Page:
Democrats kept the Senate but fell short of the 60-vote super majority needed to pass major legislation over Republican blocking tactics.
With a clutch of swing states including Florida still to be declared, Obama already had 303 electoral votes, well over the 270 needed to win the White House.
Obama paved the way to victory with a staunch defense of Democratic bastions in Pennsylvania, Wisconsin and Michigan, at which Romney had taken a last minute run when he saw more conventional paths to victory blocked.
He also locked in swing states, Virginia, which he became the first Democrat to win since 1964 four years ago, Nevada, Ohio, New Hampshire, Colorado and Iowa, crushing Romney's slim hopes of a viable path to victory.
Romney could only wrestle Indiana and North Carolina from Obama's 2008 account.
Obama and Romney were neck-and-neck in Florida, but the final results from the Sunshine State were not expected until Wednesday.
The win in Iowa will be especially sweet for Obama, as the heartland state nurtured his unlikely White House dreams way back in 2007 and a tear rolled down his cheek as he held his last ever campaign rally there late Monday.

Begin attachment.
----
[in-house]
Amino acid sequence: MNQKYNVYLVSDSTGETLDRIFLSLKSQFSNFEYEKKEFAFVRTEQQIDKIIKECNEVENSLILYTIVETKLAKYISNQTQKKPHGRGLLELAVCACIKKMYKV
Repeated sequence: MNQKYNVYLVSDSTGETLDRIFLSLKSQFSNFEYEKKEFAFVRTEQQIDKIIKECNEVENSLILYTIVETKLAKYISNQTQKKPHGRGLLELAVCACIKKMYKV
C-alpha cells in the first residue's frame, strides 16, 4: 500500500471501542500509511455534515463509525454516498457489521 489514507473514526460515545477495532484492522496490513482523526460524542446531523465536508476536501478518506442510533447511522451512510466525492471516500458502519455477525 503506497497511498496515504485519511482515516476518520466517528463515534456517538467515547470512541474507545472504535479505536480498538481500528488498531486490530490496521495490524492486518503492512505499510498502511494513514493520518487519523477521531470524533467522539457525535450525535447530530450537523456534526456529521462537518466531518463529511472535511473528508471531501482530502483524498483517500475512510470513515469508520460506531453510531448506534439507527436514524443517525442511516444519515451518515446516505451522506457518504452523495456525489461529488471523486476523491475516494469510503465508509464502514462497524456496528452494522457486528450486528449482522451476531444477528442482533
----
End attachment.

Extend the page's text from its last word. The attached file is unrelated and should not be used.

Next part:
His victory in Ohio represents a delayed repayment for his gutsy call in 2009 to mandate a federal bailout of the auto industry, on which one in eight jobs in the state depend and which Romney opposed.
Obama, no longer a prophet of hope and change, won re-election with a fiercely negative campaign, as he branded Romney, a former multi-millionaire corporate turnaround wizard as indifferent to the woes of the middle class.
Prior to Obama's victory, no president in 70 years had won re-election with the unemployment rate above 7.4 percent. Although the economy has created more than five million jobs since the Great Recession, the rate is now 7.9 percent.
Exit polls showed that though only 39 percent of people believed that the economy was improving, around half of Americans blamed former Republican president George W. Bush for the tenuous situation, and not Obama.